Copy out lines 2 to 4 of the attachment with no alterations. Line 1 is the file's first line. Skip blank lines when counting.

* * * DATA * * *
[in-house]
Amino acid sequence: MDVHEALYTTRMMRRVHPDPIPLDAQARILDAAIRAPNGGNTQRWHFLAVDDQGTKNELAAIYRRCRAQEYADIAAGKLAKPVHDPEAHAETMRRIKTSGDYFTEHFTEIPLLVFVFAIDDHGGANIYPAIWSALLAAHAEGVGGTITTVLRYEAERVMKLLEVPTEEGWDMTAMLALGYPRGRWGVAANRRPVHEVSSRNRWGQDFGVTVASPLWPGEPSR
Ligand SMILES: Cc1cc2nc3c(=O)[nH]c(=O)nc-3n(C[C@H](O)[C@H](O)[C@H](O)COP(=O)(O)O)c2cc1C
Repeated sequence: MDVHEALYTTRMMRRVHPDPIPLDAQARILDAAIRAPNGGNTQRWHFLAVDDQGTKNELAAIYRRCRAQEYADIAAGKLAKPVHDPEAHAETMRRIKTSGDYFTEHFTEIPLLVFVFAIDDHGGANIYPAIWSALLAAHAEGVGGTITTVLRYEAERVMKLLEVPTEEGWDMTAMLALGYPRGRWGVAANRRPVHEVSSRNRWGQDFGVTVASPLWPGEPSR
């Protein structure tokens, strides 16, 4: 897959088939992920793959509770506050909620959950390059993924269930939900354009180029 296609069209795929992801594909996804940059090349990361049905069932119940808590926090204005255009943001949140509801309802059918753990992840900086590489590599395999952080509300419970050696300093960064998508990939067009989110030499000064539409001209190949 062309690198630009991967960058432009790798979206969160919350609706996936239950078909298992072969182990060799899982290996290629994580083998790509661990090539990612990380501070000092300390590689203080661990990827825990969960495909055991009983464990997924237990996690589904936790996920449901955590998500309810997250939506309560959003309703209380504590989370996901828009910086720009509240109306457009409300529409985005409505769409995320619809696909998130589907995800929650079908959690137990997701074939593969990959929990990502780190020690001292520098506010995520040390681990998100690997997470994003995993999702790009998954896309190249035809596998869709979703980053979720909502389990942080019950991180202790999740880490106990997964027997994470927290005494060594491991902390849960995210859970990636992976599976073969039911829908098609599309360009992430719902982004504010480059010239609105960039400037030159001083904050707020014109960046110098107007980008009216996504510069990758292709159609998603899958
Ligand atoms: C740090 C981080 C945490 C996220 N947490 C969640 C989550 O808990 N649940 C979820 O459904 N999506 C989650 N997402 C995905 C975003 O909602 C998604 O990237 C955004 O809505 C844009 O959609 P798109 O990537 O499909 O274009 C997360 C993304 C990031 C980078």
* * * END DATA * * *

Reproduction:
Amino acid sequence: MDVHEALYTTRMMRRVHPDPIPLDAQARILDAAIRAPNGGNTQRWHFLAVDDQGTKNELAAIYRRCRAQEYADIAAGKLAKPVHDPEAHAETMRRIKTSGDYFTEHFTEIPLLVFVFAIDDHGGANIYPAIWSALLAAHAEGVGGTITTVLRYEAERVMKLLEVPTEEGWDMTAMLALGYPRGRWGVAANRRPVHEVSSRNRWGQDFGVTVASPLWPGEPSR
Ligand SMILES: Cc1cc2nc3c(=O)[nH]c(=O)nc-3n(C[C@H](O)[C@H](O)[C@H](O)COP(=O)(O)O)c2cc1C
Repeated sequence: MDVHEALYTTRMMRRVHPDPIPLDAQARILDAAIRAPNGGNTQRWHFLAVDDQGTKNELAAIYRRCRAQEYADIAAGKLAKPVHDPEAHAETMRRIKTSGDYFTEHFTEIPLLVFVFAIDDHGGANIYPAIWSALLAAHAEGVGGTITTVLRYEAERVMKLLEVPTEEGWDMTAMLALGYPRGRWGVAANRRPVHEVSSRNRWGQDFGVTVASPLWPGEPSR